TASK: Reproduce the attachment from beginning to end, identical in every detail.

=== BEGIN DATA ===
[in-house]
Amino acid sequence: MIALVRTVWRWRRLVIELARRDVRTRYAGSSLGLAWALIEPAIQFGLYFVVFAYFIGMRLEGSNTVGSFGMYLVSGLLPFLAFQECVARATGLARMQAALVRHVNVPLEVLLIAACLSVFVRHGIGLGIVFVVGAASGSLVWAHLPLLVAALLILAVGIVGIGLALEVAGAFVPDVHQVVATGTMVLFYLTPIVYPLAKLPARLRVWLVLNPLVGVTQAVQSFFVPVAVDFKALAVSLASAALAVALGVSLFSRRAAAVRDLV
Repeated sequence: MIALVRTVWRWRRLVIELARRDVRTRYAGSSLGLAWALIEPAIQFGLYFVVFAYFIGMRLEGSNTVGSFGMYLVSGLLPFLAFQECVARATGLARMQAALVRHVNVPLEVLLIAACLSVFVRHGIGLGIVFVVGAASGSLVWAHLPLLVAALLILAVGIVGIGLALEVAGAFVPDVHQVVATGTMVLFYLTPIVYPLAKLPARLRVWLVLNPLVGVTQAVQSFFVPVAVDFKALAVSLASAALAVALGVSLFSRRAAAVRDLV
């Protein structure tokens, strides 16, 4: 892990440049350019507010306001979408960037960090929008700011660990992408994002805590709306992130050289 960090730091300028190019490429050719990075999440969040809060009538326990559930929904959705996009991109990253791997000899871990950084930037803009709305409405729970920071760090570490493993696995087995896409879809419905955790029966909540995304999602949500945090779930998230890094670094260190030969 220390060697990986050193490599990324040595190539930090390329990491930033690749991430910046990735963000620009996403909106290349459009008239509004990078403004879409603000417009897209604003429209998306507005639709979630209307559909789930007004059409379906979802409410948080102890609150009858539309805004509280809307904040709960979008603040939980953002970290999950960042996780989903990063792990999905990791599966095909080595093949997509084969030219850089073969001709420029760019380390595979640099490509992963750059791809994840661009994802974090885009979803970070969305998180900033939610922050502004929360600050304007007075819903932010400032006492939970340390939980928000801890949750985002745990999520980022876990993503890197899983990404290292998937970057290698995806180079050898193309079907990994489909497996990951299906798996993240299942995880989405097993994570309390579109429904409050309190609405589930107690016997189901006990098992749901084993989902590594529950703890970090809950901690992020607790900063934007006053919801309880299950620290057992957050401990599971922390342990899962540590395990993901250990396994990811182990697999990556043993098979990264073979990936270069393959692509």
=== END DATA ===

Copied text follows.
[in-house]
Amino acid sequence: MIALVRTVWRWRRLVIELARRDVRTRYAGSSLGLAWALIEPAIQFGLYFVVFAYFIGMRLEGSNTVGSFGMYLVSGLLPFLAFQECVARATGLARMQAALVRHVNVPLEVLLIAACLSVFVRHGIGLGIVFVVGAASGSLVWAHLPLLVAALLILAVGIVGIGLALEVAGAFVPDVHQVVATGTMVLFYLTPIVYPLAKLPARLRVWLVLNPLVGVTQAVQSFFVPVAVDFKALAVSLASAALAVALGVSLFSRRAAAVRDLV
Repeated sequence: MIALVRTVWRWRRLVIELARRDVRTRYAGSSLGLAWALIEPAIQFGLYFVVFAYFIGMRLEGSNTVGSFGMYLVSGLLPFLAFQECVARATGLARMQAALVRHVNVPLEVLLIAACLSVFVRHGIGLGIVFVVGAASGSLVWAHLPLLVAALLILAVGIVGIGLALEVAGAFVPDVHQVVATGTMVLFYLTPIVYPLAKLPARLRVWLVLNPLVGVTQAVQSFFVPVAVDFKALAVSLASAALAVALGVSLFSRRAAAVRDLV
């Protein structure tokens, strides 16, 4: 892990440049350019507010306001979408960037960090929008700011660990992408994002805590709306992130050289 960090730091300028190019490429050719990075999440969040809060009538326990559930929904959705996009991109990253791997000899871990950084930037803009709305409405729970920071760090570490493993696995087995896409879809419905955790029966909540995304999602949500945090779930998230890094670094260190030969 220390060697990986050193490599990324040595190539930090390329990491930033690749991430910046990735963000620009996403909106290349459009008239509004990078403004879409603000417009897209604003429209998306507005639709979630209307559909789930007004059409379906979802409410948080102890609150009858539309805004509280809307904040709960979008603040939980953002970290999950960042996780989903990063792990999905990791599966095909080595093949997509084969030219850089073969001709420029760019380390595979640099490509992963750059791809994840661009994802974090885009979803970070969305998180900033939610922050502004929360600050304007007075819903932010400032006492939970340390939980928000801890949750985002745990999520980022876990993503890197899983990404290292998937970057290698995806180079050898193309079907990994489909497996990951299906798996993240299942995880989405097993994570309390579109429904409050309190609405589930107690016997189901006990098992749901084993989902590594529950703890970090809950901690992020607790900063934007006053919801309880299950620290057992957050401990599971922390342990899962540590395990993901250990396994990811182990697999990556043993098979990264073979990936270069393959692509």